MY week in Westminster began with the approval of the up-rating of Social Security Benefits, and reinstating the ‘triple lock’ on pensions. From April this year, both the new and basic State Pension will rise by 10.1% to £203.85 and £156.20 per week respectively.

Social Security benefits, such as Universal Credit, will also rise by 10.1%. During these tough times, it is only right that we offer additional support to pensioners and the most vulnerable in society, on top of the universal cost of living support the government has offered. 

Supporting those that are vulnerable also ran through the core of The Seafarers’ Wages Bill as it finalised its passage through the House of Commons. The Bill is part of the Government’s response to the sacking of 786 seafarers by P&O Ferries in March last year. It ensures that seafarers working on these ships that use UK ports are paid the UK minimum wage for their work, and that the exploitation of agency workers by business cannot be a substitute for the security of seafarers’ jobs. 

Workforce issues are something I also raised in relation to the NHS. The Public Accounts Committee, on which I sit, published a report into the introduction of the new Integrated Care Systems (ICS’s) – a partnership of organisations that come together to plan and deliver joined up health and care services in our area. Whilst the ambition is there and is right, the tool kit simply isn’t there to deliver on it.

There are critical shortages across the NHS workforce, particularly in some of the more rural areas of the country like ours and specialisms such as dentistry. Dentists are not currently parts of the new ICSs – but they should be!

Not only is workforce an issue, but we need an infrastructure of buildings and equipment that is fit for purpose. 

The long delays in decision making for current projects, and a lack of a long-term plan for future investment, is holding us back. Funding for 40 new hospitals is welcome, but this won’t fix the problem. Torbay has benefited from some support which is welcome. We pressed the Department to come forward quickly with their promised workforce plan and their full capital investment programme. Once that is in place local ICS’s can plan, and I can and will press government to properly fund it.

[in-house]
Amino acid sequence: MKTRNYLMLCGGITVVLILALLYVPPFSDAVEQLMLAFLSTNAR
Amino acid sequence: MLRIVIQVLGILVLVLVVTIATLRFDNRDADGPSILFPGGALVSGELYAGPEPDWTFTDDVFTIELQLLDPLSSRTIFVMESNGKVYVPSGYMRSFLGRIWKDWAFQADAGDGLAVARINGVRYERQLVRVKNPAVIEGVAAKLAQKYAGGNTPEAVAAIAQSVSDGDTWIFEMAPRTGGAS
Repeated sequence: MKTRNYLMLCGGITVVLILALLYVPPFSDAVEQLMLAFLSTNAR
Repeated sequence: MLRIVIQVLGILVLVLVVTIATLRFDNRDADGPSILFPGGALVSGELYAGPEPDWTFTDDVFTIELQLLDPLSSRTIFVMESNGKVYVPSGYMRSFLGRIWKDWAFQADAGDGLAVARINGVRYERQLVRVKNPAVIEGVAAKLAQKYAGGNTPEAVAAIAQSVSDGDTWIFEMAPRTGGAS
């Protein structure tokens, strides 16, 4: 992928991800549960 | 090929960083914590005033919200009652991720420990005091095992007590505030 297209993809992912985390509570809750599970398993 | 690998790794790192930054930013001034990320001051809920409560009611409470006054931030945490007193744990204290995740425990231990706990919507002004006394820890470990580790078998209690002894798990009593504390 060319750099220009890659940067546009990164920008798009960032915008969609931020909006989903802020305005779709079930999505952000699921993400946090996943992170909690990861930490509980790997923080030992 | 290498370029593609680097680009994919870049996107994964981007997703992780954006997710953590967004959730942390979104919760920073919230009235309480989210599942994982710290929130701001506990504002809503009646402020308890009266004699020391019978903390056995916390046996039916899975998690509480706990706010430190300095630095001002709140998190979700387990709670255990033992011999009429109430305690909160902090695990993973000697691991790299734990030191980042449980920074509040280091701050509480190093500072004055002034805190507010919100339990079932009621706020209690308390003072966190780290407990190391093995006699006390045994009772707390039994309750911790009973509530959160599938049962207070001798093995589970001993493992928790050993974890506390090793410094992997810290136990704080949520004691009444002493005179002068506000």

Cost of living remains a key issue and we have all been acutely aware of rising bank interest rates which we see reflected in our new higher mortgage payments and our food and energy bills. Yet savers have not seen this higher rate passed on to them. 

As a Member of the Treasury Select Committee, last week I was able to grill the bosses of Britain’s four biggest high street banks about their failure to pass on higher interest rates to savers. We need people to prepare for later life, and creating an environment that encourages saving is essential.   

And finally, the visit of Ukrainian President, Volodymyr Zelensky, to Parliament was a stark reminder that the illegal and unprovoked Russian invasion of Ukraine is the biggest threat to peace and stability across Europe since 1945. Last time President Zelensky spoke to MPs in March last year it was by video link on a screen in the House of Commons. 

His address in person, this time in Westminster Hall, was all the more powerful and direct as he delivered his 20-minute speech in English. No country has the right to attack another state. The sovereignty of a democratic state like Ukraine isn’t up for grabs to a predator who denies that sovereignty and claims the territory as its own. 

While peace may seem like a long way off, we must remain unwavering in our support for the people of Ukraine. They must win, for themselves – and for us.

As always, if you would like to book a surgery appointment (in-person or virtual) or raise a specific issue, please call my office on 01626 368277 or email [email protected] to arrange an appointment